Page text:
Tuesday, July 11, 2006

A Policy Aground on the Shoals of Incompetence

The ever reliable mainstream media has spotted a trend: The Bush administration is taking a new tack in foreign policy. Pre-emption is out and it is being more patient with its diplomatic partners and adversaries. This trend is noted in a Time magazine cover story entitled "The End of Cowboy Diplomacy" and a New York Times piece, among others.
There is only one problem with these pieces: They do not acknowledge that the shift is a result of the failure of a foreign policy predicated by unbridled power and undone by incompetence. There is nowhere left to go but up.
One consequence of the shift is that the administration seems to have effectively given up on democracy promotion in the Arab world. Notes Marc Lynch at Abu Aardvark:

On al-Arabiya last week, Hisham Milhem led a discussion on "Bush and democracy in the Arab world." . . . I was most struck by a remark by Amr Hamzawy. He pointed that the fact that most of the Arab media and political class were now discussing the "retreat" of American commitment to democracy demonstrates that at least at one point they were prepared to entertain the thought that there had been some credibility to that campaign. No longer, Hamzawy argued — America's turn away from democracy and reform had badly hurt its image and its credibility with this Arab political class. . . . This seemed to be a well-received notion.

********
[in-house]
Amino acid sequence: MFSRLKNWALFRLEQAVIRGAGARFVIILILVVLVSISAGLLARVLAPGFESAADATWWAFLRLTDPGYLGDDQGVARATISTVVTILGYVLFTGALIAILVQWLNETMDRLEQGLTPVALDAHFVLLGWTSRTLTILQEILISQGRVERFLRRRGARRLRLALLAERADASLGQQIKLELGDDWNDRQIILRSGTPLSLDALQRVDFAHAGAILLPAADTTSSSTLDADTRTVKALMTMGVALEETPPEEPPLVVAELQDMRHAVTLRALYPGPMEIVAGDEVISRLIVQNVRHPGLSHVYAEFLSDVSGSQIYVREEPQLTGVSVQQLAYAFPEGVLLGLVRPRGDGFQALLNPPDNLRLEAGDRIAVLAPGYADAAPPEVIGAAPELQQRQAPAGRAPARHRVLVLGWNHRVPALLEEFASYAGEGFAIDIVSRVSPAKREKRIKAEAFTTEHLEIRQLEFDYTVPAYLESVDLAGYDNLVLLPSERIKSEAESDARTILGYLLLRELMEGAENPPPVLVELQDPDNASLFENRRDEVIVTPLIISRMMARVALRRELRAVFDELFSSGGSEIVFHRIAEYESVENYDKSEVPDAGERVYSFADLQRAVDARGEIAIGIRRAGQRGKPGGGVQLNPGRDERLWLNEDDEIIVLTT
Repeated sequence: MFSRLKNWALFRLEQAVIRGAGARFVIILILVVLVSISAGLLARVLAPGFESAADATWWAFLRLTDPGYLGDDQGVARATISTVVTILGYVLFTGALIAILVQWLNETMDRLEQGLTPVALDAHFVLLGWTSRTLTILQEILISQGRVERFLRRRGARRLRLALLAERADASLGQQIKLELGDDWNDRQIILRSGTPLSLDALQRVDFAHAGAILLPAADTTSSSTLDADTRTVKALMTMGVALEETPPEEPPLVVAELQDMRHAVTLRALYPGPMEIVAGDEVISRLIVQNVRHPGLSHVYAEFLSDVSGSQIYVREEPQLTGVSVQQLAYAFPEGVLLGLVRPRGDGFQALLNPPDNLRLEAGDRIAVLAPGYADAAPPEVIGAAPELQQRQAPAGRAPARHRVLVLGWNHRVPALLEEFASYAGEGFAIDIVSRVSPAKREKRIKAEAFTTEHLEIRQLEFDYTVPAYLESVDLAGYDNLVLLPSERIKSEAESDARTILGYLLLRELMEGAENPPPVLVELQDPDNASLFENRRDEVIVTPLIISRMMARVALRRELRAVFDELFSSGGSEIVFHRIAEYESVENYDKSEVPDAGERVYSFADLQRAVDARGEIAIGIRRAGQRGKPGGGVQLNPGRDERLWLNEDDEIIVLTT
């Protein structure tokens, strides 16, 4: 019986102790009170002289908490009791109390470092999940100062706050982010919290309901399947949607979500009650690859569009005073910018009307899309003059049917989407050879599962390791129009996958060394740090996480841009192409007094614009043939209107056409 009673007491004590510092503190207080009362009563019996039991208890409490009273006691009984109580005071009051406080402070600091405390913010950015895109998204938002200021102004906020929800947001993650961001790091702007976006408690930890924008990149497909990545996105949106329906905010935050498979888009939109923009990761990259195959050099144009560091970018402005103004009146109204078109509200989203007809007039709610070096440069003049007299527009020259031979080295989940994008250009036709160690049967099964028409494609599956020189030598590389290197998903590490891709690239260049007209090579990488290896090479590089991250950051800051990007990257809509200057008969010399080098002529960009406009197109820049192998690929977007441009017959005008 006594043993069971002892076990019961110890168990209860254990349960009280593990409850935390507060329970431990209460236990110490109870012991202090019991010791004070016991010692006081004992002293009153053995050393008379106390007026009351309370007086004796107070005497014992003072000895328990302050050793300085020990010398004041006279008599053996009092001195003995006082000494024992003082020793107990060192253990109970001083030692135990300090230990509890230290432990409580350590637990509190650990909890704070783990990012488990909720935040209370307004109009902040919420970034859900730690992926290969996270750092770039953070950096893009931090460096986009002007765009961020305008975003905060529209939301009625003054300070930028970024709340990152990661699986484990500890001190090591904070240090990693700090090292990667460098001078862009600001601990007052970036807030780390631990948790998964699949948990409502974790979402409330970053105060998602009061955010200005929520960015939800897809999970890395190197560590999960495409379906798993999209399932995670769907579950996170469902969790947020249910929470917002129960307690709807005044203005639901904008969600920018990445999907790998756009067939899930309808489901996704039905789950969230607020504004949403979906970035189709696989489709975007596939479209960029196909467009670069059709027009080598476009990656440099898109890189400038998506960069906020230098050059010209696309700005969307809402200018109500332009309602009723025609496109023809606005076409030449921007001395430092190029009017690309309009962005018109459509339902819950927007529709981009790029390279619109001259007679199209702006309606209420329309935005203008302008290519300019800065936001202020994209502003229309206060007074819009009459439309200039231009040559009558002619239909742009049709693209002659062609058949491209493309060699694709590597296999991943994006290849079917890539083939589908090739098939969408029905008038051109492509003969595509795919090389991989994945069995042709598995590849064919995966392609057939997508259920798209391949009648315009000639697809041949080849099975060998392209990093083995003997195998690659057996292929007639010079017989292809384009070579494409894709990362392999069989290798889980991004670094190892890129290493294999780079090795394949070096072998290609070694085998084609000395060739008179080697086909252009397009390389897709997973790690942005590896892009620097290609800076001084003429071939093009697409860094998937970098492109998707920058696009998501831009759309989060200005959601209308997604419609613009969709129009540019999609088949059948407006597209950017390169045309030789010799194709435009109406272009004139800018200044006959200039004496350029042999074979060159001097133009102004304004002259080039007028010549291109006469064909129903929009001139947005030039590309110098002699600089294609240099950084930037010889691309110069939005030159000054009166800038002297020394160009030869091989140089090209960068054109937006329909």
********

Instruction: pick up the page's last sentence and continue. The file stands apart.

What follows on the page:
I'll go this gang one better: The Bush administration has no foreign policy anymore.

Kevin Drum says it better than I can at Political Animal:

They have no serious plan for Iraq, no plan for Iran, no plan for North Korea, no plan for democracy promotion, no plan for anything. With the neocons on the outs, Condoleezza Rice at the State Department, and Dick Cheney continuing to drift into an alternate universe at the OVP, the Bush administration seems completely at sea. There's virtually no ideological coherency to their foreign policy that I can discern, and no credible followup on what little coherency is left.
As near as I can tell, George Bush has learned that "There's evil in the world and we're going to stand up to it" isn't really adequate as a foreign policy for a superpower but is unable to figure out anything better to replace it with. So he spins his wheels, waiting for 2009. Unfortunately, the rest of us are left spinning with him.
The apparent abandonment of democracy building is a mixed blessing. It was a worthy endeavor in principle, but the heavy-handed execution -- in Iraq at point of gun -- was its undoing.

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